Thursday, September 15, 2016
Murder in Stained Glass - Margaret Armstrong
This is one of the reissued Queens of Crime mysteries. Margaret Armstrong is new to me. I read it on my Kindle. While I was doing that, I was wondering when it was written. You know how it is: on a Kindle, it's not easy to flip to the front or around in the book. Anyway, it was published in 1939. It sometimes feels more modern than that.
The narrator, a Miss Trumbull, goes to stay with an old school friend, Charlotte Blair, in the village of Bassett's Bridge, Connecticut. She says she doesn't "enjoy visiting - most spinsters like their own homes better than other people's". I'm not a spinster, but I like my home better, too. Charlotte has always been a bit strange and she seems to have become stranger, birdwatching at night and having odd spells, when she stays in her room for days. The villagers think she's bizarre. But her young cousin, Phyllis, who is staying with her, is charming and lively.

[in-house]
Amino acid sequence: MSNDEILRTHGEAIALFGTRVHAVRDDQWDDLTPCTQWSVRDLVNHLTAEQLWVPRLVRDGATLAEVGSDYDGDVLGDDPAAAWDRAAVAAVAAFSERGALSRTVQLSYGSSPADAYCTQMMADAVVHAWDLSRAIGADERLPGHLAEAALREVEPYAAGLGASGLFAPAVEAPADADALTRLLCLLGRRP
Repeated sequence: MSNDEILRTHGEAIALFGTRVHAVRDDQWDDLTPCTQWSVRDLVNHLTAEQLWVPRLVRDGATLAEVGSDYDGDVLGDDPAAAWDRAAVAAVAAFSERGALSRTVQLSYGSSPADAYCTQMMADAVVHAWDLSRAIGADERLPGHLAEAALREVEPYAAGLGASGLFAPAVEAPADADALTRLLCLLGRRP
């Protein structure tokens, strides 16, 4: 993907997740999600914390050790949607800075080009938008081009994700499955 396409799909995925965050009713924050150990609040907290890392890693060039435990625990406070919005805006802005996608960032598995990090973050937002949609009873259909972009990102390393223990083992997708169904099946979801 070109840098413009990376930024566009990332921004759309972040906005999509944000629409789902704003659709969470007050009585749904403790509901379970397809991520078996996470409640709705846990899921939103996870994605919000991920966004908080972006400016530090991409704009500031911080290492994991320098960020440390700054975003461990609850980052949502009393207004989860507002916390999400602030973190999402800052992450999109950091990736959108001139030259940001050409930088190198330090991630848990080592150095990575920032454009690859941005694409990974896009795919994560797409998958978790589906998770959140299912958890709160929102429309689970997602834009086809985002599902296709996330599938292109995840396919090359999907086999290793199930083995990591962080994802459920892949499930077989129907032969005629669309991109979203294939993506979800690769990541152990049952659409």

Anyway, Miss Trumbull, after making all sorts of excuses, goes to Bassett's Bridge and gets wrapped up in a murder. A famous stained glass artist, Fredrick Ullathorne, works in the village. He's currently working on a window for a New York City cathedral. They all go to take a look. And then he disappears, and bones and a false tooth of his are found in the ashes of the kiln in his studio.
Miss Trumbull needs to know what happened, especially when suspicion falls on Charlotte and on Phyllis's fiance, Leo, the artist's son. She figures it out and is almost murdered herself. There's quite a twist at the end.
I liked Miss Trumbull and I liked the description of the life she and her friends led, going to plays and the opera and teas in the city. I believe there is one mystery that didn't get solved, but, on the whole, this is a satisfying and nice mystery.